journal article

Application of friction surfacing for solid state additive manufacturing of cylindrical shell structures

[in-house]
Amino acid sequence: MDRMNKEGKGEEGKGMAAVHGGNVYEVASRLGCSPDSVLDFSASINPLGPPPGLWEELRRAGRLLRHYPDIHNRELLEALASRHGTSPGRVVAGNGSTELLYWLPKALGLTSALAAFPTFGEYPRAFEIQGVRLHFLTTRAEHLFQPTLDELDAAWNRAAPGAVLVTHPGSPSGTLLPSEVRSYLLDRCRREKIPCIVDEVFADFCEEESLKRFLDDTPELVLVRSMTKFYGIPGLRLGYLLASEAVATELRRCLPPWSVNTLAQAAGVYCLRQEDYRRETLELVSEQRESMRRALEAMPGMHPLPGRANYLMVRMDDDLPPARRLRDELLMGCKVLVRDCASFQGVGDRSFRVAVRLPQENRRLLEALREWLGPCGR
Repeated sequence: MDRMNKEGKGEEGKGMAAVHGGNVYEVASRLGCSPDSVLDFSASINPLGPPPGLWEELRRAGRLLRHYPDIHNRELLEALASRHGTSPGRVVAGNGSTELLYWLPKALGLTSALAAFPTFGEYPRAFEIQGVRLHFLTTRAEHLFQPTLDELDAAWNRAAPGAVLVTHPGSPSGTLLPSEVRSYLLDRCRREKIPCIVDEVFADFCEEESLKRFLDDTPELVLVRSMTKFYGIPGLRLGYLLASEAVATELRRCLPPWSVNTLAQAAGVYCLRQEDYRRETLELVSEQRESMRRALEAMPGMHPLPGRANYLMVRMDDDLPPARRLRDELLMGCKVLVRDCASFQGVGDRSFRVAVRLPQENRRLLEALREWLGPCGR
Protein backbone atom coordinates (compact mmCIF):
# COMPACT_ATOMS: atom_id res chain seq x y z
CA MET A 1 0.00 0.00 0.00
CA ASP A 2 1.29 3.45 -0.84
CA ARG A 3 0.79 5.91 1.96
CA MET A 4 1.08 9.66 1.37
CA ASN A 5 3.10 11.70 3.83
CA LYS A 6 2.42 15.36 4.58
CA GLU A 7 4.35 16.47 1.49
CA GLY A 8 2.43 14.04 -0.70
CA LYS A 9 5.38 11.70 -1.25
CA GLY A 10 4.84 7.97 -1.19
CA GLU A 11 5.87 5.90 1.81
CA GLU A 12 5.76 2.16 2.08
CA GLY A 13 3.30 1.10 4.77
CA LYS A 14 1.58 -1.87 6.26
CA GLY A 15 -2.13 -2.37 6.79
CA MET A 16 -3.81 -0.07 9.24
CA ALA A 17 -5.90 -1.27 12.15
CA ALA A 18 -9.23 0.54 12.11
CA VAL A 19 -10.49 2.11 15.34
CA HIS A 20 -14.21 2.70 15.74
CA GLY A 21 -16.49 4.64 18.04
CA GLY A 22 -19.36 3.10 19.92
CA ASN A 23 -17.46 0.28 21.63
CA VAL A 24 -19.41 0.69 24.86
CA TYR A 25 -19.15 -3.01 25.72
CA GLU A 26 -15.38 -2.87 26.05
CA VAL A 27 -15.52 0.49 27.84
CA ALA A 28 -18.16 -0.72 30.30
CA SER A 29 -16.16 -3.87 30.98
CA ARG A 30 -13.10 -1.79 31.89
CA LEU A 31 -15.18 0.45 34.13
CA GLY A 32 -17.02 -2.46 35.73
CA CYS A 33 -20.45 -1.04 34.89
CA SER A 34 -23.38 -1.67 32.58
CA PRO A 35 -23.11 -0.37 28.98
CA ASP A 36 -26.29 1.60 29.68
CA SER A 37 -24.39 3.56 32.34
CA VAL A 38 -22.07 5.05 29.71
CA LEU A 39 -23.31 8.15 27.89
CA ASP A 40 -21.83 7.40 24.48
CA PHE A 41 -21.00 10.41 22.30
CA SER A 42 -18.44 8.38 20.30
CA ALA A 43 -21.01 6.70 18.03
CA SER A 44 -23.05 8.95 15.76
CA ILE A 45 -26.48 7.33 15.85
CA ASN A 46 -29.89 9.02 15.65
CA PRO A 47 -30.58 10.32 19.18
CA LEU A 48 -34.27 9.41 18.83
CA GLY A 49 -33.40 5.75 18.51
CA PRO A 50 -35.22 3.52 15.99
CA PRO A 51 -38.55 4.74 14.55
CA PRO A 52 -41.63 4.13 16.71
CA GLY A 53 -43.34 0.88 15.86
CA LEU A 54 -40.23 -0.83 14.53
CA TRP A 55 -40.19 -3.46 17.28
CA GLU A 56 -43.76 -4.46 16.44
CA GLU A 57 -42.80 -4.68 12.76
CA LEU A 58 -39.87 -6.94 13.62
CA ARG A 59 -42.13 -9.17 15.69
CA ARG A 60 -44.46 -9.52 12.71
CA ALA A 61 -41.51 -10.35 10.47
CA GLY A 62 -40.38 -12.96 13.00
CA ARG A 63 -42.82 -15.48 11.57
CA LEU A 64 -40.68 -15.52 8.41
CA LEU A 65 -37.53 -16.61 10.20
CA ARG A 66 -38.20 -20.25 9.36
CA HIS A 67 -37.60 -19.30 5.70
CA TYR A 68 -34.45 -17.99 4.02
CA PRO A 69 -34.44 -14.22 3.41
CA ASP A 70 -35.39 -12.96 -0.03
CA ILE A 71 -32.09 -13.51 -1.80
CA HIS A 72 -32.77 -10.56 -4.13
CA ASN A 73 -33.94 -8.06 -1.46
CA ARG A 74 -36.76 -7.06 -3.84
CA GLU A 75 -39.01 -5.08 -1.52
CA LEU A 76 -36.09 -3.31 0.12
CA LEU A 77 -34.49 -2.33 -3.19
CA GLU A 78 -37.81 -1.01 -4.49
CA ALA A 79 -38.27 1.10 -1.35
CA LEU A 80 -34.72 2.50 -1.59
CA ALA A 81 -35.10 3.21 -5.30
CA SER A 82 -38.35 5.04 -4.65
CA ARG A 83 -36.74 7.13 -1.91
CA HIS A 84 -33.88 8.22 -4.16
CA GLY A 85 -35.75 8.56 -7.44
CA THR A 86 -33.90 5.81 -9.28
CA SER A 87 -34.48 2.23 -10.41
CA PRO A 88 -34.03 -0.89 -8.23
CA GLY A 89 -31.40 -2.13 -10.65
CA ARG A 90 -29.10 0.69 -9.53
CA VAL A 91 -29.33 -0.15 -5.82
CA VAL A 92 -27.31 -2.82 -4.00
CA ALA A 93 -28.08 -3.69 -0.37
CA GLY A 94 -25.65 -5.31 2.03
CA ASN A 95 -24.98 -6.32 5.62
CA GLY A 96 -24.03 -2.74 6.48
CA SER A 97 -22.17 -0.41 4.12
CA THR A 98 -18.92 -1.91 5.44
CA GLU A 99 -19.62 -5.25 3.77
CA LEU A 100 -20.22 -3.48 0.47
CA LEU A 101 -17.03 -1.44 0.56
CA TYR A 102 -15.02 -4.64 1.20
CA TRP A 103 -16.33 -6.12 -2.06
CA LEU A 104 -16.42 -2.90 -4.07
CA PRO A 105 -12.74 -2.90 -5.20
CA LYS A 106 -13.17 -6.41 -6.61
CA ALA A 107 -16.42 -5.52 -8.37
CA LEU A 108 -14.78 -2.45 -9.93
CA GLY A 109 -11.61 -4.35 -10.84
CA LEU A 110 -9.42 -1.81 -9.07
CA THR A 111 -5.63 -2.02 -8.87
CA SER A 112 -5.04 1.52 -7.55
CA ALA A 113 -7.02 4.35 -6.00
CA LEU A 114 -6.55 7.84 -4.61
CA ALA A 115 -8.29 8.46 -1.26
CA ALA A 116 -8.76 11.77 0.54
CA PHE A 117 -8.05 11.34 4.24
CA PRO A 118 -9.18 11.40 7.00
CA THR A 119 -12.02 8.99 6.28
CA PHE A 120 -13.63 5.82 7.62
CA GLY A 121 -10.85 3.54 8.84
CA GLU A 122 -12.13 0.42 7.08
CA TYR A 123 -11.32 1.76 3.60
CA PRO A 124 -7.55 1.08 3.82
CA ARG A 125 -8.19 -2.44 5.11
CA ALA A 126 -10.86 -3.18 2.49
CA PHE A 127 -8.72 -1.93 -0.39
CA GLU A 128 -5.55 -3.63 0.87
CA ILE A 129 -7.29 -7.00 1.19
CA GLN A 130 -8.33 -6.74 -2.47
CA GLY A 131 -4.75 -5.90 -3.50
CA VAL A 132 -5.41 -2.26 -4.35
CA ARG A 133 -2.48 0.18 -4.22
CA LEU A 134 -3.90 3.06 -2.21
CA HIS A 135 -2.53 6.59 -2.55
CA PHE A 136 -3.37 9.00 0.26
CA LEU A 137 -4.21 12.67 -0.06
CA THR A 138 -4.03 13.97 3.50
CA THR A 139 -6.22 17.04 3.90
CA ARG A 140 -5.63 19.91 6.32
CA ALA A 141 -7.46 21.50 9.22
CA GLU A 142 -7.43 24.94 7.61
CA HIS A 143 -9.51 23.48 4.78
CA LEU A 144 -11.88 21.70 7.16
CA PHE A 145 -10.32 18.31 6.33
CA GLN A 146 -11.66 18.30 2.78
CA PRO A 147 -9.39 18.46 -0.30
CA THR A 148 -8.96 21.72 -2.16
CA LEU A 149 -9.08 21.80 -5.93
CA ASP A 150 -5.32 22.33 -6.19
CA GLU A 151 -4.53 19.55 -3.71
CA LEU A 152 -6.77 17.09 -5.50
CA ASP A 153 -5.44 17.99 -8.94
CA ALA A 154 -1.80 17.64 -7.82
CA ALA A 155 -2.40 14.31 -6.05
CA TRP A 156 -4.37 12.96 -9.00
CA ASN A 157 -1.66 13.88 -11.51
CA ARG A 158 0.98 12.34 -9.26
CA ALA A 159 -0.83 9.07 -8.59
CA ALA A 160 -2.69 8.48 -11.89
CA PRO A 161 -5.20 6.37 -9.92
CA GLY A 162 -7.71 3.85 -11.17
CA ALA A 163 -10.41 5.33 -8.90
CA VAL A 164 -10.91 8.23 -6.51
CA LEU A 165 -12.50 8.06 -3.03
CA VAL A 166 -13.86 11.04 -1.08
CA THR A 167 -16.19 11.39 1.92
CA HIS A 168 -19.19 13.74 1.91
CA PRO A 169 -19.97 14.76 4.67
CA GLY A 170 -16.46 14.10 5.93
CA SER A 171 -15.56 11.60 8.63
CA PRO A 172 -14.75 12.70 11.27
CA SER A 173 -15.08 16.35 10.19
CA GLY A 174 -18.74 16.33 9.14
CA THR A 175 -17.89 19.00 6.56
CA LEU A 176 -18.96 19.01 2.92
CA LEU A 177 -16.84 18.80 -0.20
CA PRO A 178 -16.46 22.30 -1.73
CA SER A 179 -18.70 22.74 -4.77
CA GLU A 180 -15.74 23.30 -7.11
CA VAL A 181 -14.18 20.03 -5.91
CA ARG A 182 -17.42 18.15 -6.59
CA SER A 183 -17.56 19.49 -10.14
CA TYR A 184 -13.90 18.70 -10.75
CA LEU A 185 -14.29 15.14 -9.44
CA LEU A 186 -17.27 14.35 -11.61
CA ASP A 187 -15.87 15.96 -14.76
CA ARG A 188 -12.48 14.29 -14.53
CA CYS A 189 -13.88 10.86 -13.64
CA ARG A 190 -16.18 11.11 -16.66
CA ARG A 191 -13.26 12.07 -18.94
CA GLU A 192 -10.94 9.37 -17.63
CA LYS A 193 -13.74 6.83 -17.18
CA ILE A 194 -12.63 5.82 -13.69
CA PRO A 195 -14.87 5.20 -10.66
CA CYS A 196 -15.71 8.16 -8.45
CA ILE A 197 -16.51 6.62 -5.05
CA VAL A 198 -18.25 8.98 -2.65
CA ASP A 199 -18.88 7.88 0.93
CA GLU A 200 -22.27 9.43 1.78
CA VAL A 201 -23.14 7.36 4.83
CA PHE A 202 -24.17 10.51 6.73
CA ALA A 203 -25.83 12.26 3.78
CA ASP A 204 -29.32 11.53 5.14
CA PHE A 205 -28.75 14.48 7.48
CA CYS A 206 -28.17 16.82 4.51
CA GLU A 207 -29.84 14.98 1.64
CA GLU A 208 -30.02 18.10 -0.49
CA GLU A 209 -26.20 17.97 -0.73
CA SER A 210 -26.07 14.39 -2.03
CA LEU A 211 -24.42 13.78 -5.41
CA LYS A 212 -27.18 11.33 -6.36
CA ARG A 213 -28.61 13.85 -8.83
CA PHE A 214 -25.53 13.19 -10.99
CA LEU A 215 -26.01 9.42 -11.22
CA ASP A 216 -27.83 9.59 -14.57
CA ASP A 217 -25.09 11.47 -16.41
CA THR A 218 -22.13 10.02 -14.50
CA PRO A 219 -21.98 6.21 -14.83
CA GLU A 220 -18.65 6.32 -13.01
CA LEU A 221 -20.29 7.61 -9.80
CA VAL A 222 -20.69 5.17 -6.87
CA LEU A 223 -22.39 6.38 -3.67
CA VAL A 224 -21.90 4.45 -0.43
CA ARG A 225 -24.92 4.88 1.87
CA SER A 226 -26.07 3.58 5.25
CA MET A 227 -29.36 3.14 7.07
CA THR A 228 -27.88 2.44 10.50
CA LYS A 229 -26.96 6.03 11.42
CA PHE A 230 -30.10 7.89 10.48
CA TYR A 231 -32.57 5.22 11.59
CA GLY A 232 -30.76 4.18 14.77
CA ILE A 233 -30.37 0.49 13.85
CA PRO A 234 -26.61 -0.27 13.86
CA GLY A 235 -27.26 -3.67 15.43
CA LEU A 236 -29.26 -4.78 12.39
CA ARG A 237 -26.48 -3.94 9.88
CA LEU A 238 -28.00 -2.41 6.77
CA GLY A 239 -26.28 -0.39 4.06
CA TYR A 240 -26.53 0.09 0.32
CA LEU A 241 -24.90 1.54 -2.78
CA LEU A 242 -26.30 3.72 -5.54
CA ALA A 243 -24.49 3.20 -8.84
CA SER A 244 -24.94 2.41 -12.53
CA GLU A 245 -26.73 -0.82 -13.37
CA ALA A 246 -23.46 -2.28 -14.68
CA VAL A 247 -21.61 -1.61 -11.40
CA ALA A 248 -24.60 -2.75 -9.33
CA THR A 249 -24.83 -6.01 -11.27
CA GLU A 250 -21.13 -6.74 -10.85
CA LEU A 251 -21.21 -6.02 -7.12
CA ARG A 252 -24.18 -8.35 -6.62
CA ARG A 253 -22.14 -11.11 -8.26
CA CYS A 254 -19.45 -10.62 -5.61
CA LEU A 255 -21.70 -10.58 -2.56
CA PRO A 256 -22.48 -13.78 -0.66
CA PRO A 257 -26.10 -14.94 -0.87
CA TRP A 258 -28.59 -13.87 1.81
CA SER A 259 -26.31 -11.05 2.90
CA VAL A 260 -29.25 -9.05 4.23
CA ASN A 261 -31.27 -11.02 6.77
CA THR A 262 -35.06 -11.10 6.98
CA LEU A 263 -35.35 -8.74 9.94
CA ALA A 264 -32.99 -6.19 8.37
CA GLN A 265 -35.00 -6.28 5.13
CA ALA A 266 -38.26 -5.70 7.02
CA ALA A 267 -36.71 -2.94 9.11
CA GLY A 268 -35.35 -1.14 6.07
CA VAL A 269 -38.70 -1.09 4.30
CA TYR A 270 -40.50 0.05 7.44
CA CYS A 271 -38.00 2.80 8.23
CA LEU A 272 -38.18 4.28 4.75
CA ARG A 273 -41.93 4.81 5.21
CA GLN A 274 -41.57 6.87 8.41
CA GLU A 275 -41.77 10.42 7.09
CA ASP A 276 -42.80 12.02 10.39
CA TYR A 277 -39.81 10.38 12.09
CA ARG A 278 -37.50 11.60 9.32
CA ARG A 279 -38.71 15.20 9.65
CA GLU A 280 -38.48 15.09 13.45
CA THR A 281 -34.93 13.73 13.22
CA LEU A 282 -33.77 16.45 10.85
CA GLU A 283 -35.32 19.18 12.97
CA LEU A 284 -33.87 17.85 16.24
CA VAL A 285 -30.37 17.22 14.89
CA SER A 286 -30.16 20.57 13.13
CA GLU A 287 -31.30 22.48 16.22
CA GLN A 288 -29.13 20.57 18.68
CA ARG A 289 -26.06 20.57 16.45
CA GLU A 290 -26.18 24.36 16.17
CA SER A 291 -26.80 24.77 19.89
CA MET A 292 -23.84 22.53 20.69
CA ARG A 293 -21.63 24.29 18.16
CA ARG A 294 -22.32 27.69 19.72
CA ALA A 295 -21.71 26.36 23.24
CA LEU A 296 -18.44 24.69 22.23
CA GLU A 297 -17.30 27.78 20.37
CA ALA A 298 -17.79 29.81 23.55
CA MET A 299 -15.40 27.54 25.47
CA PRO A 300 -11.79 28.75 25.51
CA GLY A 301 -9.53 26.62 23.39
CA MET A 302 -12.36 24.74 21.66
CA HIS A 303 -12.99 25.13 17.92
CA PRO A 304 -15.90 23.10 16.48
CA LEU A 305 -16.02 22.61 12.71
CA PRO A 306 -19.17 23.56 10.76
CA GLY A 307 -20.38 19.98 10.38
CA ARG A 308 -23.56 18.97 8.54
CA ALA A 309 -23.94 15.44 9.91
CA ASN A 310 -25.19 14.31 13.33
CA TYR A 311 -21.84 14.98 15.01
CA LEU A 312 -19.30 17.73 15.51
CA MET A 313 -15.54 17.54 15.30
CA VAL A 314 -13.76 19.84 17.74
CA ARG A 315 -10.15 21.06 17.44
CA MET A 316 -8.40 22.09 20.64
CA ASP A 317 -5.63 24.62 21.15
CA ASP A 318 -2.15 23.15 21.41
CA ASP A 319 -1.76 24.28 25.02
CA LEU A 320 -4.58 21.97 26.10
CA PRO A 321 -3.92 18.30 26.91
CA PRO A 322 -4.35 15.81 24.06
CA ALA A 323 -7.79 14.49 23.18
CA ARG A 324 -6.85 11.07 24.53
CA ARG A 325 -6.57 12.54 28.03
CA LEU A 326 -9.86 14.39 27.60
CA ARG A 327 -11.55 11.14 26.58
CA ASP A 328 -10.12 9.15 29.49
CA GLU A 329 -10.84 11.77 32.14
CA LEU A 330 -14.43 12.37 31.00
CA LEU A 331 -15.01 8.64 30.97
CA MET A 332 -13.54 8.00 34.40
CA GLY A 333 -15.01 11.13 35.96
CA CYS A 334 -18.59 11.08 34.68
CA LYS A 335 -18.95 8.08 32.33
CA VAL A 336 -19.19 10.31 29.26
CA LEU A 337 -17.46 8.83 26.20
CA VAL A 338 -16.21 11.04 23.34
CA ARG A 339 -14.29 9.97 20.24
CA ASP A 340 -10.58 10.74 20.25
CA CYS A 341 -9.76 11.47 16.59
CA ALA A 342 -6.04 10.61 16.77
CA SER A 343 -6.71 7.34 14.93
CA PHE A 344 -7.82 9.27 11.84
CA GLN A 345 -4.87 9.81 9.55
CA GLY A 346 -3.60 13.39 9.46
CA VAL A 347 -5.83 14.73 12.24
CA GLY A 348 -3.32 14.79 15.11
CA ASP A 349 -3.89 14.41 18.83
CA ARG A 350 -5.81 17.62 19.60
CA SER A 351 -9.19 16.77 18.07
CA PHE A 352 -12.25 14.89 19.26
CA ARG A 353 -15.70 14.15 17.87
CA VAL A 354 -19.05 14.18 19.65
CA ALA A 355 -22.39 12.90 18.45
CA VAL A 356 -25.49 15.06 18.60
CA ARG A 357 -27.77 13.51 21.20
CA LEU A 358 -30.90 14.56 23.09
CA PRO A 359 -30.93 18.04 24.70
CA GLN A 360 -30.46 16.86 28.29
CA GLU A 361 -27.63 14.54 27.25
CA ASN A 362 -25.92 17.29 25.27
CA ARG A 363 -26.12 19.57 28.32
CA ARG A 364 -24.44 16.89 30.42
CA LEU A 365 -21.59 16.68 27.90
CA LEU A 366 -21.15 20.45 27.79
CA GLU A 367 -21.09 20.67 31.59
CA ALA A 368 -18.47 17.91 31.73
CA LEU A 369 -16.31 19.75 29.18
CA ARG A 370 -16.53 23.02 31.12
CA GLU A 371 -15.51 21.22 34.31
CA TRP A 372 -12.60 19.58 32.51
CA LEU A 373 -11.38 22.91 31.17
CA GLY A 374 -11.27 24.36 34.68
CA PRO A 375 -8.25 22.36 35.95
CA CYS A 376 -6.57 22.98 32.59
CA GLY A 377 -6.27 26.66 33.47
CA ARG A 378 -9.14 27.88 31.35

Solid-state additive manufacturing (AM) via friction stir based processes experiences increased attention as these techniques are feasible for several similar and dissimilar material combinations and induce significantly lower energy input to the subjacent structure than fusion-based approaches as material melting is avoided. Available research concentrates on linear depositions; however, further development of these techniques towards application necessitate more complex deposition paths, e.g. curves and the crossing of edges or previously deposited layers. In this study the solid-state layer deposition process of friction surfacing (FS) is investigated in terms of process behavior and appearance of the resulting deposit when curved deposition paths are applied. With advancing side on the curve's inner edge, material built-up occurs predominantly on this side of the layer, which results in a deposit of inhomogeneous thickness. This phenomenon is related to the FS process characteristic due to the superposition of rotational and travel movement on a curvature, and is more pronounced for curves with small radii. A further challenge exists for closed structures, where the deposition has to cross previously deposited layers. This can be successfully achieved by reducing the travel speed prior to passing the edge to provide sufficient plasticized material thickness below the stud tip. Overall, the study provides an understanding of the FS process behavior and process parameters for curved paths. Furthermore, recommendations for process control and path planning, e.g. for building closed cylindrical shell structures, are deduced.
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